Sadly, our tabloid press adopted a strategy of continuously describing Ahmad and Ahsan as terrorism suspects (despite the lack of charges). Even the BBC started using the same language, giving us a trial as much by media as the courts. With politicians and the media taking a hardline stand, justice has always been at risk. The police and the Crown Prosecution Service have had a lot to answer on this case, but who cares? These young British citizens were guilty unless proven innocent. The US aircraft to extradite the detainees arrived in the UK even before the High Courts had finished deliberating on the matter.
Many political commentators also noted the Home Office's media strategy of linking the cases with the previously-convicted hate preacher Abu Hamza al-Misri (with similar media caricatures). Lumping them together helped convict them all in the court of public opinion.
The five men extradited last week are now in US custody. Abu Hamza al-Misri without hook during Manhattan court appearance; four other 'jihadist's plead not guilty, read The New York Times on 6 October. Babar Ahmad and Talha Ahsan are being held in the most secure pre-trial detention facilities available in Connecticut, most likely with special administrative measures (Sams, according to one former warden described as "a clean version of hell"). Inmates spend 22 to 23 hours per day in a completely sealed and soundproof cell and may be an hour or so in an outdoor cage for solitary exercise. There are strict rules for their lawyers, who cannot discuss their clients even with their family. Gareth Pierce, the lawyer representing Babar Ahmad, has described Sams as, "crippling in every way, not just in terms of ability to prepare a trial."
A number of serious violations to Ahmad and Ahsan's human rights, as defined by the UN Declaration on Human Rights, have been made throughout these extraditions. Article 10 of this declaration says: "Everyone is entitled in full equality to a fair and public hearing by an independent and impartial tribunal, in the determination of his rights and obligations and of any criminal charge against him." It is evident to me that the men have been denied the basic right to liberty for many years. Their extradition to the US is a travesty of justice.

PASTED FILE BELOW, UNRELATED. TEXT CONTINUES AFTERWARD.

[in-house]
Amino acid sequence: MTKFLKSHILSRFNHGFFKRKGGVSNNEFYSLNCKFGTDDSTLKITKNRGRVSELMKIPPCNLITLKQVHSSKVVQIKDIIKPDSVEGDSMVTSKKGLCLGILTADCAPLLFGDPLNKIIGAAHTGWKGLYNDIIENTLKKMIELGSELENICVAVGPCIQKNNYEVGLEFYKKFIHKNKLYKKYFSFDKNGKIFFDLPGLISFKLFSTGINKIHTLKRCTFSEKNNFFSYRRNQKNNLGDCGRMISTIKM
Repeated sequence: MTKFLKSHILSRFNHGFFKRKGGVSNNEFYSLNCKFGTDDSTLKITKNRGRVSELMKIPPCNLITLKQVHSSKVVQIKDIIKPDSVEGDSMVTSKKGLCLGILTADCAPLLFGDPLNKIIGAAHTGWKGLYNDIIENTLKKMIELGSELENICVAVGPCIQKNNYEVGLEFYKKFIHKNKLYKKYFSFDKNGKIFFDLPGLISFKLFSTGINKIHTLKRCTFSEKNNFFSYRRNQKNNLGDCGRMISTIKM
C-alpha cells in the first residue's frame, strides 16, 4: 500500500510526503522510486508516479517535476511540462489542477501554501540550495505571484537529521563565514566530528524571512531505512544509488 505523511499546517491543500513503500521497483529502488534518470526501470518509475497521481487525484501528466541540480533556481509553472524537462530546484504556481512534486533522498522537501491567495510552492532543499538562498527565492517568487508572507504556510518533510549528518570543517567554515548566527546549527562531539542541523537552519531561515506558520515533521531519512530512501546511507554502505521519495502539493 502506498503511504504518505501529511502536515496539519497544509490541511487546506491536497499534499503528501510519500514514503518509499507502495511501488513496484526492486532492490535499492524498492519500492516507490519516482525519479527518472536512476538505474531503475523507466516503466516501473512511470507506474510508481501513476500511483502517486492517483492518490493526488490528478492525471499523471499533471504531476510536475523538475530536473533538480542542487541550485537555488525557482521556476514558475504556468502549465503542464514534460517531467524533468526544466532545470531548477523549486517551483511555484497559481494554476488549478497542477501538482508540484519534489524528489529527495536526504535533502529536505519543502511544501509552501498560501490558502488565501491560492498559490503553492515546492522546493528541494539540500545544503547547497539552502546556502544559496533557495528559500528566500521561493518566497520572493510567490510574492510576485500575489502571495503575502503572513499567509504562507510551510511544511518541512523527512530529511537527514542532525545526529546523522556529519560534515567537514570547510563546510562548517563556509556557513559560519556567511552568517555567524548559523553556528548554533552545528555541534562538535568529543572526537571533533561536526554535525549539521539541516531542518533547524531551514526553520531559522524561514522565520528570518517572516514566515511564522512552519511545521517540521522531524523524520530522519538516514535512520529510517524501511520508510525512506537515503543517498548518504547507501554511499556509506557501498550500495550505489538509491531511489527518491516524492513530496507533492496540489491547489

Terrorism is indeed a crime that needs to be confronted. The allegations against Babar Ahmad and Talha Ahsan are serious and need proper judicial consideration. Yet neither of these men have had any chance to defend the allegations against them, which they both contest vehemently.
Their extradition does not bode well for trust in British justice. It has marginalised a broad section of British society, including many Muslims, who are totally opposed to this one-sided extradition. There will now be a great deal of bitterness and frustration among these disenfranchised ordinary people who are active in public life. Within the Muslim community disturbing questions are already being raised - were these two men treated the way they were because they are Muslims? These questions will reverberate and may haunt the relationship between a section of our citizenry and our political class for some time.
There was a flicker of hope that was kindled by President Obama's speech to the Arab and Muslim world in 2009. He stated: "I do have an unyielding belief that all people yearn for certain things: the ability to speak your mind and have a say in how you are governed; confidence in the rule of law and the equal administration of justice." With his follow-up the next year that the war on terror was finished, that flicker was fanned into a flame. We had hoped that change would be permanent; that we could contain Abu Ghraib, Bagram, Guantanamo and extraordinary rendition to a darker period of our history. One wonders whether this is the case.